While the extent of the data breach may seem small compared to other attacks, Spotify says that it likes to take these kinds of things seriously.
“We’ve become aware of some unauthorized access to our systems and internal company data and we wanted to let you know the steps we’re taking in response. As soon as we were aware of this issue we immediately launched an investigation. Information security and data protection are of great importance to us at Spotify and that is why I’m posting today,” Spotify’s Oskar Stål, chief technology officer, said.
According to the company, a single Spotify user’s data was accessed and the intruder didn’t even get to see the password, financial or payment information. The person has been informed of the issues, but Spotify continues its investigation. So far, the company hasn’t discovered any increased risk for users as a result of the incident.
“We take these matters very seriously and as a general precaution will be asking certain Spotify users to re-enter their username and password to log in over the coming days,” Stål said, so you shouldn’t be surprised if you get prompted to do so.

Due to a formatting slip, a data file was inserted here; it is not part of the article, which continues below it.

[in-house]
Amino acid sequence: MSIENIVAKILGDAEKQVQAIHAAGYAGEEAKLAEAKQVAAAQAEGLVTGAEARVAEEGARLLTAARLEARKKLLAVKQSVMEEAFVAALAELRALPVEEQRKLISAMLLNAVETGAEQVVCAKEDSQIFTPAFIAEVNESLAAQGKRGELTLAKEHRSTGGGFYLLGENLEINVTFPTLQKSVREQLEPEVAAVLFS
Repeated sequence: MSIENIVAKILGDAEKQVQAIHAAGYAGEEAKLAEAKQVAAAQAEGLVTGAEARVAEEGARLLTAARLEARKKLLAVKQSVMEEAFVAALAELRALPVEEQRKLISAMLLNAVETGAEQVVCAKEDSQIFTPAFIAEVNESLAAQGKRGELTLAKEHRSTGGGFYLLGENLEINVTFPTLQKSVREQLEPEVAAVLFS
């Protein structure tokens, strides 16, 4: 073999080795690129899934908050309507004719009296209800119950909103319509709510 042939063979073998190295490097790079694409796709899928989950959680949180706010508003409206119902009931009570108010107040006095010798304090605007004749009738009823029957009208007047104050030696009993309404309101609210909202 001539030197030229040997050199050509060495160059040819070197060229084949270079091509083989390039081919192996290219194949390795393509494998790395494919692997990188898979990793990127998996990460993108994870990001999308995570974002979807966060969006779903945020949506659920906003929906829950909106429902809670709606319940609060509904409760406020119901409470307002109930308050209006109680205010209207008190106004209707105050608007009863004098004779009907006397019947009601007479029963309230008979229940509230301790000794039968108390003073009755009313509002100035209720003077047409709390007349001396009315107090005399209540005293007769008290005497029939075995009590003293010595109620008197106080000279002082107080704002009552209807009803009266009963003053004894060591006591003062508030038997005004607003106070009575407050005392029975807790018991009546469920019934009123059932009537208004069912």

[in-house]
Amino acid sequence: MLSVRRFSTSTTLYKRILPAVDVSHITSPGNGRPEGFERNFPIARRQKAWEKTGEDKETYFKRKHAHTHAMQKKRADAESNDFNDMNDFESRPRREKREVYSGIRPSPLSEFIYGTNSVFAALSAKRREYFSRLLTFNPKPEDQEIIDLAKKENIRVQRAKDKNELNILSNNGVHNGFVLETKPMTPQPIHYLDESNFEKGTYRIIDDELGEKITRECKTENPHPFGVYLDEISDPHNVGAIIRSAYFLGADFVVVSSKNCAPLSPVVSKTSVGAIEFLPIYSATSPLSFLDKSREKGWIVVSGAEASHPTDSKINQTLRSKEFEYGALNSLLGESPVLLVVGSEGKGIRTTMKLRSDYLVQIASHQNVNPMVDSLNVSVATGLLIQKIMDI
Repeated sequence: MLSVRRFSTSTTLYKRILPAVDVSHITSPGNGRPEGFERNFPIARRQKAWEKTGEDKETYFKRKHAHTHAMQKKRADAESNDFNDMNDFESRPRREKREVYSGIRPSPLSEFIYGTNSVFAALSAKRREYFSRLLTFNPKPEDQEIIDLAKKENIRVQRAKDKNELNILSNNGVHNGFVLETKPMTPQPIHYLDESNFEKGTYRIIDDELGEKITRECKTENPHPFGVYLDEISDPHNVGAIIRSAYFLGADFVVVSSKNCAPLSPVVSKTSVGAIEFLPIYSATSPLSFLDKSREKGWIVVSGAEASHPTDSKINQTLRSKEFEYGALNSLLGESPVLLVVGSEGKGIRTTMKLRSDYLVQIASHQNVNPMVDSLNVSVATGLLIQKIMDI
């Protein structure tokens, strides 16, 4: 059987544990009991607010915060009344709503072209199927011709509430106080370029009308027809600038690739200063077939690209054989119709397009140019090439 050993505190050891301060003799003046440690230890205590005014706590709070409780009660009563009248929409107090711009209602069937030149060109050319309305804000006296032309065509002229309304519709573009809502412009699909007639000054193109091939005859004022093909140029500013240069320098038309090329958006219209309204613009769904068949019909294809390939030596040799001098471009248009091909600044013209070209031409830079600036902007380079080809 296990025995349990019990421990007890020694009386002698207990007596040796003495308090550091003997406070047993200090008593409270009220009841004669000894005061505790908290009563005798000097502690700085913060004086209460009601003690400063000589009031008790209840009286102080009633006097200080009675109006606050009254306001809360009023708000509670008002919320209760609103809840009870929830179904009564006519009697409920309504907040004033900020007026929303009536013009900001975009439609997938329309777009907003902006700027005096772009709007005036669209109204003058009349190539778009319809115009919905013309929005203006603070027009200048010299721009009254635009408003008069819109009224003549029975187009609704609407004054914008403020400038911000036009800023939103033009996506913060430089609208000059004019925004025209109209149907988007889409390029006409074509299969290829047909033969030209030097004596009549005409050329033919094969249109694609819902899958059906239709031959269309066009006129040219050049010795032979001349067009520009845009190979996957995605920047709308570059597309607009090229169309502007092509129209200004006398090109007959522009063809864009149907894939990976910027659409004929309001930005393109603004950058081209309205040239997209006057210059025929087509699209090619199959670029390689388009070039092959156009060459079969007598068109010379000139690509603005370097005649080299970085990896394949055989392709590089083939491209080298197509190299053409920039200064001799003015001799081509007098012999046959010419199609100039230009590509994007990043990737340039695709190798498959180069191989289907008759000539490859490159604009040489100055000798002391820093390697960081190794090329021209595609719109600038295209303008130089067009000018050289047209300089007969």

Furthermore, Android app users will be invited to update their apps over the next few days. This means that if Spotify prompts you to upgrade your app, you should follow the instructions. As a reminder, Spotify doesn’t recommend installing Android apps from anywhere else than the Google Play store, Amazon Appstore or directly from the Spotify website.
iOS and Windows Phone users are safe so far, so they won’t need to take any further action.
“Please note that offline playlists will have to be re-downloaded in the new version. We apologise for any inconvenience this causes, but hope you understand that this is a necessary precaution to safeguard the quality of our service and protect our users,” the announcement reads.
The company has taken steps to strengthen its security systems in general and to protect user data.
It looks like Spotify is taking extra precautions with this limited data breach. Most likely, the recent problems reported by eBay, where 145 million users had their data accessed by hackers is making Spotify be extra careful these days, especially considering the backlash against the online marketplace.